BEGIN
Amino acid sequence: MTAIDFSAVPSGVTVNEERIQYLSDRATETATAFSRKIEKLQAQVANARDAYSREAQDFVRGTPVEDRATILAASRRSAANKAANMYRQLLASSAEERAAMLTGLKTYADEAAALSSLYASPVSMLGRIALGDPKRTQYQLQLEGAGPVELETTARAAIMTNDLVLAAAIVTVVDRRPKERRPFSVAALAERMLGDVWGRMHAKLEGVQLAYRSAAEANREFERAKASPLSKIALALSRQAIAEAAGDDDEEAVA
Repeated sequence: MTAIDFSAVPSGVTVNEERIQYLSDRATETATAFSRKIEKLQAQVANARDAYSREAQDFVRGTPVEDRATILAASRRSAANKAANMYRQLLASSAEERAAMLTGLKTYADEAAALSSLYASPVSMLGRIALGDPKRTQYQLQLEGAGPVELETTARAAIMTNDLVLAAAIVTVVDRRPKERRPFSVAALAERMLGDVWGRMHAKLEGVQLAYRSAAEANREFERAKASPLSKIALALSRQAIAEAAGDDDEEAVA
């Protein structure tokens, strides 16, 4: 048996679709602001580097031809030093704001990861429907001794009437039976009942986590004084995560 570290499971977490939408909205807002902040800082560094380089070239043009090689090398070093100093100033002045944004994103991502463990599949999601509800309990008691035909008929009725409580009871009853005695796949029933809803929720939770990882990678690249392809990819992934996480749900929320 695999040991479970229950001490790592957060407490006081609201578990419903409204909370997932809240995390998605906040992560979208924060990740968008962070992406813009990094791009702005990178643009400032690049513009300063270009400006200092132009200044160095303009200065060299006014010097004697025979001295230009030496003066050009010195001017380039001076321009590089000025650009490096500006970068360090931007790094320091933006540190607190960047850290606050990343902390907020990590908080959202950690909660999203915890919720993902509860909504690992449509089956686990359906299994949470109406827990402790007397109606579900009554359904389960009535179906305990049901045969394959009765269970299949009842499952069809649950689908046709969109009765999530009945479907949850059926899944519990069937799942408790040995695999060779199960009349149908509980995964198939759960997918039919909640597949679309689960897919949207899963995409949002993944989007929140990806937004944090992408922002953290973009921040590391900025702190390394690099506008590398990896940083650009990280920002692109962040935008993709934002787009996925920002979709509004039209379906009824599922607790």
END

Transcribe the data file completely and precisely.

Amino acid sequence: MTAIDFSAVPSGVTVNEERIQYLSDRATETATAFSRKIEKLQAQVANARDAYSREAQDFVRGTPVEDRATILAASRRSAANKAANMYRQLLASSAEERAAMLTGLKTYADEAAALSSLYASPVSMLGRIALGDPKRTQYQLQLEGAGPVELETTARAAIMTNDLVLAAAIVTVVDRRPKERRPFSVAALAERMLGDVWGRMHAKLEGVQLAYRSAAEANREFERAKASPLSKIALALSRQAIAEAAGDDDEEAVA
Repeated sequence: MTAIDFSAVPSGVTVNEERIQYLSDRATETATAFSRKIEKLQAQVANARDAYSREAQDFVRGTPVEDRATILAASRRSAANKAANMYRQLLASSAEERAAMLTGLKTYADEAAALSSLYASPVSMLGRIALGDPKRTQYQLQLEGAGPVELETTARAAIMTNDLVLAAAIVTVVDRRPKERRPFSVAALAERMLGDVWGRMHAKLEGVQLAYRSAAEANREFERAKASPLSKIALALSRQAIAEAAGDDDEEAVA
């Protein structure tokens, strides 16, 4: 048996679709602001580097031809030093704001990861429907001794009437039976009942986590004084995560 570290499971977490939408909205807002902040800082560094380089070239043009090689090398070093100093100033002045944004994103991502463990599949999601509800309990008691035909008929009725409580009871009853005695796949029933809803929720939770990882990678690249392809990819992934996480749900929320 695999040991479970229950001490790592957060407490006081609201578990419903409204909370997932809240995390998605906040992560979208924060990740968008962070992406813009990094791009702005990178643009400032690049513009300063270009400006200092132009200044160095303009200065060299006014010097004697025979001295230009030496003066050009010195001017380039001076321009590089000025650009490096500006970068360090931007790094320091933006540190607190960047850290606050990343902390907020990590908080959202950690909660999203915890919720993902509860909504690992449509089956686990359906299994949470109406827990402790007397109606579900009554359904389960009535179906305990049901045969394959009765269970299949009842499952069809649950689908046709969109009765999530009945479907949850059926899944519990069937799942408790040995695999060779199960009349149908509980995964198939759960997918039919909640597949679309689960897919949207899963995409949002993944989007929140990806937004944090992408922002953290973009921040590391900025702190390394690099506008590398990896940083650009990280920002692109962040935008993709934002787009996925920002979709509004039209379906009824599922607790």